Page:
Introduction to Climbing Blue Moon Roses:
There are several varieties of roses out there that claim to be "blue" but the reality is there is no such thing as a rose that is true blue. The Blue Moon is widely regarded amongst professionals and home growers alike as one of the closest bred to that elusive and desirable color. Bordering more on the "blue" shades of lilac, the climbing Blue Moon roses are probably the best you are going to find out there, if you want to add shades of blue roses to your garden!
The Blue Moon is a very vigorous grower that produces amazing double blooms up to 4 inches in diameter and offers a fragrance that is sure to please anyone. As a climber, the Blue Moon grows upwards of 8 to 10 feet tall and will quickly cover any fence or trellis that you give it for support. It is not as hardy as some other varieties we've covered in this section, but it will do quite well in zones 5 through 10.
Growing Climbing Blue Moon Roses:
If you are considering adding climbing Blue Moon roses to your garden don't worry, you should have no problem finding them either online or at your local greenhouses. If you purchase them online you are most likely going to receive them in early spring as a bareroot plant. If you want to start off with a rose bush that has already come out of dormancy then just wait a few weeks and try to buy yours in a container locally. Either way planting your Blue Moons is easy to do.
The first thing you will need to decide is where to plant your new rose bush. Keep in mind that even though the Blue Moon is technically a hybrid tea and doesn't get as tall as some other climbers, it will still get quite big if you give it the proper support and space. You are going to want to keep it about 3 to 4 feet away from other plants, just to make sure it has enough room to spread out. It is also very important to give it adequate sunlight. Climbing Blue Moon roses need a site that gets a minimum of 6 hours a day of direct sunlight, but the more the better!
Another important factor in growing healthy roses is air circulation. Surprisingly, this is one of those things that many novice gardeners overlook when choosing a site. It is easy to forget or ignore if you are dealing with an environment that has limited space, but remember, roses need proper air circulation in order to help them fend off diseases. If you want to keep your climbing Blue Moon roses healthy and vigorous, make sure you choose the right location to plant them!
Planting Climbing Blue Moon Roses:
No matter if you received your Blue Moon as a bareroot plant or in a container, dig yourself a hole that is either bigger than the container it came in, or is big enough to allow the roots of the bareroot plant to fully extend without being folded over on itself. It is also important to plant your new rose bush with the union bud just an inch or two below the top of the soil, so make sure you dig the hole deep enough to accommodate.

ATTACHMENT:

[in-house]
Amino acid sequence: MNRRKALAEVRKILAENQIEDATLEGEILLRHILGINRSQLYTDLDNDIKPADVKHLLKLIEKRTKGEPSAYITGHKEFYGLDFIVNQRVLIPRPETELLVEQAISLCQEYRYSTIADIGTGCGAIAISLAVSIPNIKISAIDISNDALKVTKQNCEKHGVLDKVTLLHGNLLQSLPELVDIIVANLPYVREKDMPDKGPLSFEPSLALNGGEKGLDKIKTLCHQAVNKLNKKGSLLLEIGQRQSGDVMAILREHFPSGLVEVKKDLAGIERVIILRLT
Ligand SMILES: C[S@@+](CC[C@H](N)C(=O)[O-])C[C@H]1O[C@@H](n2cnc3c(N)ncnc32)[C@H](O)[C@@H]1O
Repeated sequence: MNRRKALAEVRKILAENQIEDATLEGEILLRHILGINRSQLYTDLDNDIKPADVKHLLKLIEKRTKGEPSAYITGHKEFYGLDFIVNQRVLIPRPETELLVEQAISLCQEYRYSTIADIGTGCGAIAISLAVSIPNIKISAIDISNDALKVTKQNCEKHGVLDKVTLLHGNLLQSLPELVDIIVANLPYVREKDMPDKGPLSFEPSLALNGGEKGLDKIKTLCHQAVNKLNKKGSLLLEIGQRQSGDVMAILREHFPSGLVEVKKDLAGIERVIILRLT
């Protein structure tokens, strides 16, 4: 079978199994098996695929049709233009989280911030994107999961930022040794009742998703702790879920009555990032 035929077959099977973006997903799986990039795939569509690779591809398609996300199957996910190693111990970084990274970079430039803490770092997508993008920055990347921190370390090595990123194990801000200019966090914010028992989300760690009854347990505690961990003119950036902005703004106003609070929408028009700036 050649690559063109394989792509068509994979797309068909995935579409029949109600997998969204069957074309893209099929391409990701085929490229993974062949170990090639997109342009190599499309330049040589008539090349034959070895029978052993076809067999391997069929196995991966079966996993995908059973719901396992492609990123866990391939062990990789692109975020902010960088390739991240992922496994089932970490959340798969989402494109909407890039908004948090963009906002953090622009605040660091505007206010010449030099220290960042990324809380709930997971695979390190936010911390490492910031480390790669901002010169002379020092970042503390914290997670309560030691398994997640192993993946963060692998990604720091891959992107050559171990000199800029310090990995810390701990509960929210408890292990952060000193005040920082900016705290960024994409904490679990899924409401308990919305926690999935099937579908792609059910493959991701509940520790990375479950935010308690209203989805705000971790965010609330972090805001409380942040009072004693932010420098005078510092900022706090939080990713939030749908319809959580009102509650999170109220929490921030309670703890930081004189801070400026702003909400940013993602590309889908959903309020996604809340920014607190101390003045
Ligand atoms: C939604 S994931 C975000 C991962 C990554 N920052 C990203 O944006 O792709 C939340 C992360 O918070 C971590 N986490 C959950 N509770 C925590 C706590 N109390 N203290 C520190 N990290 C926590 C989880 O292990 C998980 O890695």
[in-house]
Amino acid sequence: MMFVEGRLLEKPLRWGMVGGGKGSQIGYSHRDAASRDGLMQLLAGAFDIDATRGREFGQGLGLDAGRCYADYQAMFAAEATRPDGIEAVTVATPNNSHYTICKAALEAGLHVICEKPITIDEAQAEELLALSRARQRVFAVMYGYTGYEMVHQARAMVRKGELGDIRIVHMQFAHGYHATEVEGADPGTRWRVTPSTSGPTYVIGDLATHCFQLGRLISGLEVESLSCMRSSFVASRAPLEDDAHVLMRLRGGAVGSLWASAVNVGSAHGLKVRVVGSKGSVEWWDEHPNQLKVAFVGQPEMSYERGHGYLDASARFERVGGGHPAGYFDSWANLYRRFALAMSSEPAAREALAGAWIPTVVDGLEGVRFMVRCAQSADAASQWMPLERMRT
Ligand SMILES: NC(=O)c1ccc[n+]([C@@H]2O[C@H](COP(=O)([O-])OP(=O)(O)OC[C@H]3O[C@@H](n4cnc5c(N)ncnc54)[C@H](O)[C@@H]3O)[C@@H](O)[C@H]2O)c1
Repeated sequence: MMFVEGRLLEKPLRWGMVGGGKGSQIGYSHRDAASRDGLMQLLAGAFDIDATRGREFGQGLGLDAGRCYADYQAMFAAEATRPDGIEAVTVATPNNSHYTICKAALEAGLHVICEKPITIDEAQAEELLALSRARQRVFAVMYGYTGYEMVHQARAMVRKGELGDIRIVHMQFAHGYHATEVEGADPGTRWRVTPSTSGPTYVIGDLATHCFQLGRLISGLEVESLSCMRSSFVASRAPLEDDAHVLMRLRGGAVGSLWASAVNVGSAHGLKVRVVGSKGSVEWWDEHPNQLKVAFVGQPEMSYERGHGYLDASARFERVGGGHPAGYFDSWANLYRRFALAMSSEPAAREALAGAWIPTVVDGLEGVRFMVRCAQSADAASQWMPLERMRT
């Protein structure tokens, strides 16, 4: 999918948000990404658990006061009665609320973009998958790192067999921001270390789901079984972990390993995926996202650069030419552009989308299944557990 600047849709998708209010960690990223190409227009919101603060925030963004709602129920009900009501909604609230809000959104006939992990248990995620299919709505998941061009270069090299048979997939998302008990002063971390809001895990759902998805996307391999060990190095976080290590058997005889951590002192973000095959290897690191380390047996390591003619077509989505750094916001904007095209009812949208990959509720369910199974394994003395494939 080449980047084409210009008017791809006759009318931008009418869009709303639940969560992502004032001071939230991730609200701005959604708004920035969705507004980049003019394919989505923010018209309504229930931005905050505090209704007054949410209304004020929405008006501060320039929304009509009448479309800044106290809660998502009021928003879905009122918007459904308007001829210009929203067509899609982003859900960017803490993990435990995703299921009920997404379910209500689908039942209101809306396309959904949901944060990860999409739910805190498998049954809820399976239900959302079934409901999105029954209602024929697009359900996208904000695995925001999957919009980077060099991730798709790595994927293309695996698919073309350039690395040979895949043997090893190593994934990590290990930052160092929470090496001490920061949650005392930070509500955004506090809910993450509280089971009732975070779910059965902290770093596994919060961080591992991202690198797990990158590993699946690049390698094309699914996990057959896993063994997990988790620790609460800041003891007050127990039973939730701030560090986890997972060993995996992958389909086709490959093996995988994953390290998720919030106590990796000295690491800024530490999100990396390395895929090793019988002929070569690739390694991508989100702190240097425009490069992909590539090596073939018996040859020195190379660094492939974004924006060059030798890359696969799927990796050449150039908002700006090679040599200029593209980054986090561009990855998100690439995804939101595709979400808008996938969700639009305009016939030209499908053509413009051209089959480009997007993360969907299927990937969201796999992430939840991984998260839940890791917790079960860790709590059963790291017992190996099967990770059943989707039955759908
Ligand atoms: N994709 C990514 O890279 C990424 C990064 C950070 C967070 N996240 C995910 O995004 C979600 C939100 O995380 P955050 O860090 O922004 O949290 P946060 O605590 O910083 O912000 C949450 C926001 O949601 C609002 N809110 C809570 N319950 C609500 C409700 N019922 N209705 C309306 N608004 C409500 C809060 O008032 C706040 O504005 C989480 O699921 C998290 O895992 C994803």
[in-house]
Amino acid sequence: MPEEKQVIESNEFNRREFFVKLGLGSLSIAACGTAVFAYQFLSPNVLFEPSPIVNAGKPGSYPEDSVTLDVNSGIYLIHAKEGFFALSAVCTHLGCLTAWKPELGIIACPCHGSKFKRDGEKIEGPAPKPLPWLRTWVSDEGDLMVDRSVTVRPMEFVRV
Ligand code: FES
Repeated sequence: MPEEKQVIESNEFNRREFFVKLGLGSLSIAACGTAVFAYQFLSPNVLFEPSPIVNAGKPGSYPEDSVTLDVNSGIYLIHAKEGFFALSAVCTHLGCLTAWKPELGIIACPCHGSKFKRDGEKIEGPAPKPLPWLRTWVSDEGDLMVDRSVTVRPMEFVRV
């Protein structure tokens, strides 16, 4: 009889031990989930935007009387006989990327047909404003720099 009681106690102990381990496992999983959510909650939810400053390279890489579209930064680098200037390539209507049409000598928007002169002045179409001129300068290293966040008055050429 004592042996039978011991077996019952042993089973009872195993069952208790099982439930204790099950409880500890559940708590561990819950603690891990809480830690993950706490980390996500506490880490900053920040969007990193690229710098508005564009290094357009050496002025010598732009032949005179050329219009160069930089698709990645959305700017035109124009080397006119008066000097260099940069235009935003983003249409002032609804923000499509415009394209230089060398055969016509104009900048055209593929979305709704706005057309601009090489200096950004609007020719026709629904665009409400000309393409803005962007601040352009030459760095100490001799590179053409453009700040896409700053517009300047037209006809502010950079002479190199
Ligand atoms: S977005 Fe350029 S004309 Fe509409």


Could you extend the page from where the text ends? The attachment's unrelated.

No matter how good you think your soil is, it can always be improved by adding some sort of organic material. I prefer to use a good compost either from my backyard, or I'll pick up a few bags from the local garden center. Before you plant your Blue Moon in the hole, don't be afraid to line the hole with a generous amount of compost before setting your new plant. Then when you back fill, mix in the compost with the existing soil and fill in around the roots. Once you have the hole completely filled, give it a thorough watering, being sure not to water the leaves of the plant. Excess water on the leaves of rose bushes may not dry out adequately and could be an invitation to diseases.
Caring for Climbing Blue Moon Roses:
Caring for your Blue Moons is much the same as caring for any other type of rose bush. Once planted, a good idea is to give your rose a generous layer of mulch. This serves several purposes. First off mulch is a great weed barrier and goes a long way towards making your garden as low maintenance as possible. Secondly, mulch will also help retain moisture around the base of your roses. Since roses are typically very thirsty plants, this will help them in growing big and strong.
One other thing that mulch does that many gardeners do not know is it helps prevent diseases and pest infestations. Most of these undesirables exist at the soil level surrounding your plants. When you want a plant with bare soil, it is not uncommon for dirt and particulates to splash up onto the plant's foliage, this includes pests and diseases. By adding a barrier of mulch between the plant and soil, you help to protect your plants. Who would have thought that something so simple could do so much for the plant?
Feeding Climbing Blue Moon Roses:
You can follow a fairly standard feeding schedule when growing Blue Moons. An all-purpose fertilizer is sufficient 3 times throughout the year. Feed once in early spring to give your roses a good jump on the season. Feed them again during the first bloom of the year, and then once more sometime around the middle of July. Beyond that give your roses a good watering every week or so, if Mother Nature isn't doing the job properly, and your Blue Moons should give you a show that is sure to impress!
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